Sound: A twenty year career is impressive. A twenty year career as a punk band is very impressive. A 20 year career as a punk band having suffered only one lineup change is simply astounding, but thatâ€™s The Bouncing Souls. Having spent a career building up an incredibly tight-knit network of fans, friends and family through their innate likeability and timeless anthems, the Souls are celebrating, once again, through music. In 2009 they put out a new tune every month, and â€˜Ghosts On The Boardwalkâ€™ is a rearrangement of all twelve songs into a more traditional album package.
For many, the seminal â€˜How I Spent My Summer Vacationâ€™ cemented the Bouncing Souls as a band that act as a friend thatâ€™s always there to keep your spirits up, and having a fresh instalment of New Jersey punk every month only enhanced that feeling â€“ thing is, itâ€™s not all power chords and jangly Bryan Kienlen basslines. In the past, their softer songs have been at best digressional but â€˜Ghosts On The Boardwalkâ€™ does the whole â€˜under 200bpmâ€™ thing far more effectively. Led by Pete Steinkopfâ€™s guitars â€“ simple, and totally in control - laid back rock tunes come close to dominating affairs, delivering hook after hook in â€˜Boogie Woogie Downtownâ€™ and single â€˜Airport Securityâ€™, among others.
But worry not, true believers! Mike McDermott would probably disintegrate if he went an entire album without thrashing out a Souls classic, so his perfectly produced drums return in 2010 with â€˜Gasolineâ€™ â€“ a barnstorm of a song that channels the â€˜Manthemâ€™ spirit excellently; he goes from strength to strength from there on in. Mikeâ€™s finest moment, though, is on the title track, where his thunderous toms signal the shift from the verse to the chorus and with it the shift from mere cheeriness to â€˜Hakuna Matataâ€™ levels of bliss. Thatâ€™s where The Bouncing Souls have always excelled, and the punk arsenal here is bolstered by big choruses that will go on to join the greats. // 8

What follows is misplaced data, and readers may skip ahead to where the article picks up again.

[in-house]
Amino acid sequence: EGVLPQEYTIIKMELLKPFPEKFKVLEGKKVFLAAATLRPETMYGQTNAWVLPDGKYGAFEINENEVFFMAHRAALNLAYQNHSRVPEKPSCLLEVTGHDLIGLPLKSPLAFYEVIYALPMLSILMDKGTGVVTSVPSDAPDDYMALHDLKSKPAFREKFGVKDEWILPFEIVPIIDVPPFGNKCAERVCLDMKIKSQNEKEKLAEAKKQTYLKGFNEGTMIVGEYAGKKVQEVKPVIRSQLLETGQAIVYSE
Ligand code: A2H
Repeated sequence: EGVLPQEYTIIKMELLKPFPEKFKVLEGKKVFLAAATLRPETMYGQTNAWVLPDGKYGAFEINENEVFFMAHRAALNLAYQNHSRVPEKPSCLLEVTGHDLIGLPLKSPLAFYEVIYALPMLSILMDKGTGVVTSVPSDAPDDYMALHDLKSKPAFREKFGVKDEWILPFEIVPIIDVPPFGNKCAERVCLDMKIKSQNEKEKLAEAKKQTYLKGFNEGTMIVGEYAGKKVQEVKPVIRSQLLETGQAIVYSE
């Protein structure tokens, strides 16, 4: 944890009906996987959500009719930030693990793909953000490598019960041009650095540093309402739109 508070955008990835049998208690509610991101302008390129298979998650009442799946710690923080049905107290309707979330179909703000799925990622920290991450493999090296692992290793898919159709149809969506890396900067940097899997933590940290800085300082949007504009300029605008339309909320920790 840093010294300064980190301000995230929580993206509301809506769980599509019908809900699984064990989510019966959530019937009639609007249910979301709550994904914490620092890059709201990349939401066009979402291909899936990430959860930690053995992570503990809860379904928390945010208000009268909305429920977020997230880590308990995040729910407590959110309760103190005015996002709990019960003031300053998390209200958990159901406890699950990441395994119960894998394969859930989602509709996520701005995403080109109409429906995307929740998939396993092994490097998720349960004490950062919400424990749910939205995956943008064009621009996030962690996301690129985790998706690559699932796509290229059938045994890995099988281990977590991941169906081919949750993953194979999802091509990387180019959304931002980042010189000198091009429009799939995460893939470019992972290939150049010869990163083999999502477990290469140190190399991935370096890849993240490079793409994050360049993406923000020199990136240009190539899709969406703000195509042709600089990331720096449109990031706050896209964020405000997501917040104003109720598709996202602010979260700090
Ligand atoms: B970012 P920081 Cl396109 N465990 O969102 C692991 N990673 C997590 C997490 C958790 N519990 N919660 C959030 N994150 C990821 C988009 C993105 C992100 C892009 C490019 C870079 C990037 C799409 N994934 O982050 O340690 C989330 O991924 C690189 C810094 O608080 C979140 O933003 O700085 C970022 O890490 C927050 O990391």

Lyrics and Singing: Maybe it wasnâ€™t their best idea to release â€˜Badassâ€™ as part of the 20th anniversary celebrations, because the audience is consequently aware that the band members must all be at least 30-something, and are still making songs about â€˜your momâ€™. But youâ€™ve gotta love it, deep down. Besides that particular excursion into the...badass, the songs deal with life, love and philosophy - conveyed naturally through Greg Attonitoâ€™s affable vocals, of course. Particular highlights are â€˜Dubs Says Trueâ€™ and â€˜We All Sing Alongâ€™, which, on original release, lit up the dreary months of February and March with classic Bouncing Souls optimism and have a similar effect almost a year on. // 8
Impression: Itâ€™d be fair to presume that a band who are this far into their career and starting to tone things down a little might be on their last legs, but the abrasive â€˜Never Say Dieâ€™ is (...unsurprisingly) not the last little bit of punk being wheezed out before things start to simmer down. Even â€˜Like The Sunâ€™, which sounds dangerously like U2 at times, keeps a hold on that spirit which has always been at the centre of a good Bouncing Souls record. â€˜Ghosts On The Boardwalkâ€™ is their most solid effort since â€˜...Summer Vacationâ€™, so grab a copy, put it on and letâ€™s pretend weâ€™re from New Jersey! // 9
- Duncan Geddes aka duncang (c) 2013